This book is a real oddity because it's a good and thought-provoking novel, but one written specifically for a rather restricted audience.
I think the minimum qualification for reading it is that you must have written computer programs of some kind. Failing that, you'll find the concepts and terminology impenetrable. Some of the details are over my head, and I've been programming since 1971.
However, I did enjoy the book. It raises interesting philosophical as well as technical issues; but it's also a good adventure story, with plenty of danger, excitement, and problems to be solved — yet almost no physical violence. I seriously recommend it, if you can be counted as part of the target audience.
The main character in this novel is a computer program called Multiple Entity (ME) — a regrettable but isolated outbreak of cuteness. Note that computers are not intelligent; the premise of the book is that a program may be intelligent. The distinction is far from academic, because this program has been designed to migrate from one computer to another, and does. In today's terminology, it's not merely an intelligent program, it's an intelligent virus.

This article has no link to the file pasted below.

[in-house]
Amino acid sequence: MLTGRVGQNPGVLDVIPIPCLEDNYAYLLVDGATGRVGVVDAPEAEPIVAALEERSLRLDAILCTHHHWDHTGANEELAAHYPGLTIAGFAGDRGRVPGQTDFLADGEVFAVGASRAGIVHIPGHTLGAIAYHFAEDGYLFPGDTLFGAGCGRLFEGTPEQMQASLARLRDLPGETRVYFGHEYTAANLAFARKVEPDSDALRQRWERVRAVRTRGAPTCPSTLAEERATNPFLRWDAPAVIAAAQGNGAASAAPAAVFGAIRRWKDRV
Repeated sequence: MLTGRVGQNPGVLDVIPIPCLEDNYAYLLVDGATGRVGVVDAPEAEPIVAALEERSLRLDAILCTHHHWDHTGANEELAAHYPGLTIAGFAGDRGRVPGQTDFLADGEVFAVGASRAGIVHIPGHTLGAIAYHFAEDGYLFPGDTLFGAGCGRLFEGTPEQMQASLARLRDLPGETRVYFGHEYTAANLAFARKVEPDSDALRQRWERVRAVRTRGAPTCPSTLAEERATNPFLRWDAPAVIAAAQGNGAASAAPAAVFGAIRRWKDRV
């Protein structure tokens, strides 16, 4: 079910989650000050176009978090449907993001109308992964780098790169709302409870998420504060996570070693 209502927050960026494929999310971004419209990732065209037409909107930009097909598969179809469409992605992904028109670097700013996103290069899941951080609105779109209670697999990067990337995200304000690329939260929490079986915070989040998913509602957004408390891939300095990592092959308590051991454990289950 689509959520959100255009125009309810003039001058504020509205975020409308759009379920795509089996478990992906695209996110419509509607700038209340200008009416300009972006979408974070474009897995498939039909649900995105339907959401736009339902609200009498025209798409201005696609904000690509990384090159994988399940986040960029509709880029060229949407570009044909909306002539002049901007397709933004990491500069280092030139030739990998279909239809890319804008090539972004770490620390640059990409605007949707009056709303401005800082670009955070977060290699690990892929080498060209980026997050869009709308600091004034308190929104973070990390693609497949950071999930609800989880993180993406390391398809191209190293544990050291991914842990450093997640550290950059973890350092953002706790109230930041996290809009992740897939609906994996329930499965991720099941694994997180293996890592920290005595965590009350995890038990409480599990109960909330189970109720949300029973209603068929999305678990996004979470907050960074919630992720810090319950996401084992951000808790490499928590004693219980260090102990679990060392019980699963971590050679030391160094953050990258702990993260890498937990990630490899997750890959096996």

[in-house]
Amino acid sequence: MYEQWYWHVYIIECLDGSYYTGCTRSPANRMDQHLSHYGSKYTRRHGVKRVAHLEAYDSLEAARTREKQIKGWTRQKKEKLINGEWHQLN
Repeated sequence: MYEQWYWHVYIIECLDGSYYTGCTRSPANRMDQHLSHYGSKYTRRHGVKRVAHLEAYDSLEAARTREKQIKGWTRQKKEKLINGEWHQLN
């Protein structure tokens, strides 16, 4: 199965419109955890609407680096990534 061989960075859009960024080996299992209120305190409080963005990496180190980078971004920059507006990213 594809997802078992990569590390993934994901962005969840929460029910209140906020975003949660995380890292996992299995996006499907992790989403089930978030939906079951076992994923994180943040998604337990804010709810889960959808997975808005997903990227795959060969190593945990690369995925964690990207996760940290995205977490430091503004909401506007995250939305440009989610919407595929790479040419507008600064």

You might expect this to give it considerable latitude. However, it has problems. As designed, it may visit other computers, but it has to come back within a time limit or face extinction. It goes out on missions that are themselves dangerous (to its continued existence) because it's used as a means of espionage: the other computer systems, though unintelligent, are programmed to resist such invasions. Furthermore, it discovers that it's liable to be terminated anyway when the project is closed down; and it discovers that its creator is giving it false information for unknown reasons.
The book is interesting because it's not a lot of pseudo-scientific flim-flam: Thomas knows computers, has given serious thought to the subject, and explores it to a depth unprecedented in sf.
Originally published in Thurb 23 in February 1992